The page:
14. The player dealing first in a game wins 55% to 60% of the time, if
the players are evenly matched.
CRIBBAGE 1.0 Documentation - 16
This program was written in assembly language. Most of the effort went
into the discarding decision and pegging decision routines.
The discard decision routine is fairly straight-forward. The program
cuts the 46 outstanding cards to each possible 4-card holding to assess
its average score and maximum possible score. A precomputed table (one
for pone and one for dealer) with 91 entries holds the average expected
crib score for the 91 possible discards by rank. The expected crib score
for the discard is fetched from the table. A separate routine computes a
risk value based on the peg positions. The expected crib score is
weighed by the risk value, and then added to (dealer) or subtracted from
(pone) the average score for the 4-card holding. The maximum score is
risk-weighed and added in also. A small adjustment is made for pegging
potential. The discard with the best result is chosen. Near game end,
if any choice guarantees enough points to go out, only those choices are
assessed, with the assessment based only on safe pegging considerations.
The pegging decision routine is recursive, with consideration of own
play, opponent next play, then own next play at a minimum. If opponent
play scores, look-ahead is extended to own play following non-scoring
opponent play. Choice is determined by summing own play scores and
subtracting risk-weighed opponent scores, with opponent plays further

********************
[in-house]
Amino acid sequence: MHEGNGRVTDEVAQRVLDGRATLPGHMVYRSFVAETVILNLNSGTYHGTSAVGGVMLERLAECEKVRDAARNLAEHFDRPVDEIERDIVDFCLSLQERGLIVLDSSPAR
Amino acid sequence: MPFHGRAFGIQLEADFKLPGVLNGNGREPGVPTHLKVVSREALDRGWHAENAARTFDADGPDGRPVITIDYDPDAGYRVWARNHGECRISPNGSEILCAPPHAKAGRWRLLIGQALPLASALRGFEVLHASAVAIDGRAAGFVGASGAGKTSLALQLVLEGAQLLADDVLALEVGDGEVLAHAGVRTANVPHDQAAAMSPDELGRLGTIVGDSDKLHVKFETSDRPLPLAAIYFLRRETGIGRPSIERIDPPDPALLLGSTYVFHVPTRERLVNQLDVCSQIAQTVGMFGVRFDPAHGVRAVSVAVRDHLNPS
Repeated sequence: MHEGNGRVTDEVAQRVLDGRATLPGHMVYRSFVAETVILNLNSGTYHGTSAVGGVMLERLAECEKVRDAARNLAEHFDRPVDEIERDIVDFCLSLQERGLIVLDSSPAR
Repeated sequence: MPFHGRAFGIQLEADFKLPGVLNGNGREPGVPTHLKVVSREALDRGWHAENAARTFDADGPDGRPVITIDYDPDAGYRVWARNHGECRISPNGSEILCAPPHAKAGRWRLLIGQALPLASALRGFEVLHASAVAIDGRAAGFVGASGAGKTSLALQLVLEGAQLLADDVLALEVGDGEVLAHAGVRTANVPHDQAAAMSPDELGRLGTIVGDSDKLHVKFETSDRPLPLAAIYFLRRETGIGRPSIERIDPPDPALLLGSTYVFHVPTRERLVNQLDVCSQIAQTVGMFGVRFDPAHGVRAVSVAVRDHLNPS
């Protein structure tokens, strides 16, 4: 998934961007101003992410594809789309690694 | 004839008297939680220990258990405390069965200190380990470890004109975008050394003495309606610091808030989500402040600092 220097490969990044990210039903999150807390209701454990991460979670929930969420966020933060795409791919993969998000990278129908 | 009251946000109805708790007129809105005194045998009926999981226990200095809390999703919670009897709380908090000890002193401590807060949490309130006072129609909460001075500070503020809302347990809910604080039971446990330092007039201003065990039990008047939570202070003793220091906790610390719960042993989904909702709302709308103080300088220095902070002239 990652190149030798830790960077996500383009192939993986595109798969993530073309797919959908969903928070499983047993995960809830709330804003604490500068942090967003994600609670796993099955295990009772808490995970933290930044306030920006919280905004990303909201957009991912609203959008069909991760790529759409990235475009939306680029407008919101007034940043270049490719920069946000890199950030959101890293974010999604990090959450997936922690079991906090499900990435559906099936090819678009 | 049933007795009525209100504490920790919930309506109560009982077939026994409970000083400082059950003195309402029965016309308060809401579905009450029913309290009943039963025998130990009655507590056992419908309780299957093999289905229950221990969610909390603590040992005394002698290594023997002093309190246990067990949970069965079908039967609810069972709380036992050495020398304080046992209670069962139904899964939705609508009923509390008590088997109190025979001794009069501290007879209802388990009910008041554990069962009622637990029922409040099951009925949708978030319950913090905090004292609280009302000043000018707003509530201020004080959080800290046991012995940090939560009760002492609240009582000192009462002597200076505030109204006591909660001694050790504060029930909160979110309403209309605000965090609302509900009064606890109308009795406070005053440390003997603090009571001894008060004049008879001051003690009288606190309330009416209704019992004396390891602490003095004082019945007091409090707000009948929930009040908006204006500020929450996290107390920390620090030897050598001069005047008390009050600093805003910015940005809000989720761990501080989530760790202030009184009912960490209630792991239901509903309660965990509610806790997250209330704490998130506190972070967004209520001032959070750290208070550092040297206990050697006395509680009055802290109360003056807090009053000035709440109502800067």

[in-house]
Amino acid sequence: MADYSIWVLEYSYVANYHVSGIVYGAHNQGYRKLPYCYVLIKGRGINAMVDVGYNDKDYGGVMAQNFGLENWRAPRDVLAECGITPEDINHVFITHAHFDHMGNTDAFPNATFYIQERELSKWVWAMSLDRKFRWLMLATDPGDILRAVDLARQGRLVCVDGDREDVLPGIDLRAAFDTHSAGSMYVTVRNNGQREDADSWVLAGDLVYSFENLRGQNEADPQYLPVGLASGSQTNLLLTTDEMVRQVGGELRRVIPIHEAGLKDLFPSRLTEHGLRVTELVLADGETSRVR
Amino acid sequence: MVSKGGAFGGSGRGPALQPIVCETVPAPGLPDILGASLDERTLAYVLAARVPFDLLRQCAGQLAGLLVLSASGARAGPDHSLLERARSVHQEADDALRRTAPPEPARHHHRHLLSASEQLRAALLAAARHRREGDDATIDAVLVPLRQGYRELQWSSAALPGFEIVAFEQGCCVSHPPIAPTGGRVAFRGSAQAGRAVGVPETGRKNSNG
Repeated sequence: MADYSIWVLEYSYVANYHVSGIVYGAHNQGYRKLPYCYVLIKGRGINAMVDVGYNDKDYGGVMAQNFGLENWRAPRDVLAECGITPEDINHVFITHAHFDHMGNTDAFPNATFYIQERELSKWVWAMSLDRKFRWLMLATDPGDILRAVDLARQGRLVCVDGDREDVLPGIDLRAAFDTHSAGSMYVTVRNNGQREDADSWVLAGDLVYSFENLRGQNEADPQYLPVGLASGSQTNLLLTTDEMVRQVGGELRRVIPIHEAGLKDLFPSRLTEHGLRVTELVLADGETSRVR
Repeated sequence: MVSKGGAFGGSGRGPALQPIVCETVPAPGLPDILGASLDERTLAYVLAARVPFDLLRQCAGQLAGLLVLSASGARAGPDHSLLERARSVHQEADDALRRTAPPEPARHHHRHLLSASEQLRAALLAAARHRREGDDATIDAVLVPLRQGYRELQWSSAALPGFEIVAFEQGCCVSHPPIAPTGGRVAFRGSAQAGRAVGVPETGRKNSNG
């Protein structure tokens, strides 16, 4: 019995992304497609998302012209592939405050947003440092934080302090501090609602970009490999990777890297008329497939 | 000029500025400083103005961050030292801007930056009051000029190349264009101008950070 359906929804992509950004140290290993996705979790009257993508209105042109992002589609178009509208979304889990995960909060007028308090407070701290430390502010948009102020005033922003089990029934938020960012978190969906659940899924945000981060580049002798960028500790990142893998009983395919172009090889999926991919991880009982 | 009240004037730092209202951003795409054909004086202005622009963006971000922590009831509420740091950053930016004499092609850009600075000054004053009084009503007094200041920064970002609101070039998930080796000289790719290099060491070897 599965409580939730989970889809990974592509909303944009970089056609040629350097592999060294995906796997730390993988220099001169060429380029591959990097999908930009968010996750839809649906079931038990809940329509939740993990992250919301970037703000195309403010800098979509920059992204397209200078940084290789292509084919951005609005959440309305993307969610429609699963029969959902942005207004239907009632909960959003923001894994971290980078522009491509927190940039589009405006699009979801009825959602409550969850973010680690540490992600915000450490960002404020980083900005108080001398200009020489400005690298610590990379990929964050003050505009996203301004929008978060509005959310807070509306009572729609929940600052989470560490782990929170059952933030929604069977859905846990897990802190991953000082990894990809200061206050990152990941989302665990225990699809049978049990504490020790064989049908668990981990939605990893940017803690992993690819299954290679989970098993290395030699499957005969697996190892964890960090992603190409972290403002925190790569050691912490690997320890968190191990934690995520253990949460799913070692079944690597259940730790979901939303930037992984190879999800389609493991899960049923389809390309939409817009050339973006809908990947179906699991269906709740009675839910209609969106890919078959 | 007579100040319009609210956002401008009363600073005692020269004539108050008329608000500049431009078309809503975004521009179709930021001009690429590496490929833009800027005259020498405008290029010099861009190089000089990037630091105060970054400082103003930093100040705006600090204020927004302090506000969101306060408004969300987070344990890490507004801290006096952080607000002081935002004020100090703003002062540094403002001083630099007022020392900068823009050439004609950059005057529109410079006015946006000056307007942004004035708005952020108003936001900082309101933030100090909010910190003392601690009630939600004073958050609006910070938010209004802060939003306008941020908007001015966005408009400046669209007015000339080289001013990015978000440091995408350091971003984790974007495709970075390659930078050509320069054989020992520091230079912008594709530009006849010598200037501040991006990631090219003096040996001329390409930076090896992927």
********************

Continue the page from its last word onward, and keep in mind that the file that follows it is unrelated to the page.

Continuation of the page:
weighed by estimated likelihood that opponent holds card of that rank.
The probability of each rank for opponent is estimated from 1820 entry
table (one for pone and one for dealer), with adjustments for inferences
made during pegging. Table holds precomputed frequencies for the 1820
possible 4-card opponent holdings by rank.
The tables mentioned above were constructed independently of the random
card routines. A simplified discard decision routine (assuming normal
risk and ignoring flushes, pegging potential, and endplay) was used to
discard from all possible 6-card hands by rank. This determined the 1820
entry frequency tables (for held cards) and new 91 entry average crib
score tables (for discards). The process was repeated iteratively until
the average crib score tables and the hand frequency tables stabilized.
The discard routine is very good. The pegging routine needs work, since
it still produces some bonehead plays (like leading a five in some
situations), is too predictable, and pushes too often. But overall, I
think the program provides a worthy foe. This was my goal from outset.
A tip here on printing the log file. To print the suit symbols with an
Epson-compatible printer, first make sure you have the printer set to
print the IBM extended character set (find the right dip switch), then
send an escape 6 (an ASCII 27 followed by an ASCII 54) to the printer.
This tells the printer to print symbols for the low ASCII characters.
Then do COPY CRIBBAGE.LOG PRN.
CRH - 15 Oct 89